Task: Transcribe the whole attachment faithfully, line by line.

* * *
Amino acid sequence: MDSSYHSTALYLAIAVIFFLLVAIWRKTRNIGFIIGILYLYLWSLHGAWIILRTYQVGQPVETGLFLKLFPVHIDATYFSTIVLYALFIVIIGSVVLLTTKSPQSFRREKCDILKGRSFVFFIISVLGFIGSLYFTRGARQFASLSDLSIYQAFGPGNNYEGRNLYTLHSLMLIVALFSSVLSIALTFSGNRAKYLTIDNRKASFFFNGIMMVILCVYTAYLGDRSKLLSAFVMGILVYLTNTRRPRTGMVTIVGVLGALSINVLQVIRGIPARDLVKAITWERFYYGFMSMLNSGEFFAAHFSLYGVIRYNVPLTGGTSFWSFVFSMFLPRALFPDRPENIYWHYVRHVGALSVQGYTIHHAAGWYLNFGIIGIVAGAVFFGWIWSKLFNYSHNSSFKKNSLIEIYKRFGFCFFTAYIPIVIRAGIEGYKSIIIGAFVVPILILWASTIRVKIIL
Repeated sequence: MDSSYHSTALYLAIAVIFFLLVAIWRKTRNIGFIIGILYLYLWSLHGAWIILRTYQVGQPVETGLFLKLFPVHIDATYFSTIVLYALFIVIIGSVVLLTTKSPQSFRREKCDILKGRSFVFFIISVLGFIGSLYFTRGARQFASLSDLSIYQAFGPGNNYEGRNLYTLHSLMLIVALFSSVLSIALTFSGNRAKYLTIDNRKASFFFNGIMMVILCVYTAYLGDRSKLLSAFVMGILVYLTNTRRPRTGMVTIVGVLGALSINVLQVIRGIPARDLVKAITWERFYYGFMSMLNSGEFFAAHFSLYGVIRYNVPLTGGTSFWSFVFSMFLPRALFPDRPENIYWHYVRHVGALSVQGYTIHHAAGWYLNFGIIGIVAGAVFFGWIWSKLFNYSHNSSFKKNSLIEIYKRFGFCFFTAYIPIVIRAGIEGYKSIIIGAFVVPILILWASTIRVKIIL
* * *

Amino acid sequence: MDSSYHSTALYLAIAVIFFLLVAIWRKTRNIGFIIGILYLYLWSLHGAWIILRTYQVGQPVETGLFLKLFPVHIDATYFSTIVLYALFIVIIGSVVLLTTKSPQSFRREKCDILKGRSFVFFIISVLGFIGSLYFTRGARQFASLSDLSIYQAFGPGNNYEGRNLYTLHSLMLIVALFSSVLSIALTFSGNRAKYLTIDNRKASFFFNGIMMVILCVYTAYLGDRSKLLSAFVMGILVYLTNTRRPRTGMVTIVGVLGALSINVLQVIRGIPARDLVKAITWERFYYGFMSMLNSGEFFAAHFSLYGVIRYNVPLTGGTSFWSFVFSMFLPRALFPDRPENIYWHYVRHVGALSVQGYTIHHAAGWYLNFGIIGIVAGAVFFGWIWSKLFNYSHNSSFKKNSLIEIYKRFGFCFFTAYIPIVIRAGIEGYKSIIIGAFVVPILILWASTIRVKIIL
Repeated sequence: MDSSYHSTALYLAIAVIFFLLVAIWRKTRNIGFIIGILYLYLWSLHGAWIILRTYQVGQPVETGLFLKLFPVHIDATYFSTIVLYALFIVIIGSVVLLTTKSPQSFRREKCDILKGRSFVFFIISVLGFIGSLYFTRGARQFASLSDLSIYQAFGPGNNYEGRNLYTLHSLMLIVALFSSVLSIALTFSGNRAKYLTIDNRKASFFFNGIMMVILCVYTAYLGDRSKLLSAFVMGILVYLTNTRRPRTGMVTIVGVLGALSINVLQVIRGIPARDLVKAITWERFYYGFMSMLNSGEFFAAHFSLYGVIRYNVPLTGGTSFWSFVFSMFLPRALFPDRPENIYWHYVRHVGALSVQGYTIHHAAGWYLNFGIIGIVAGAVFFGWIWSKLFNYSHNSSFKKNSLIEIYKRFGFCFFTAYIPIVIRAGIEGYKSIIIGAFVVPILILWASTIRVKIIL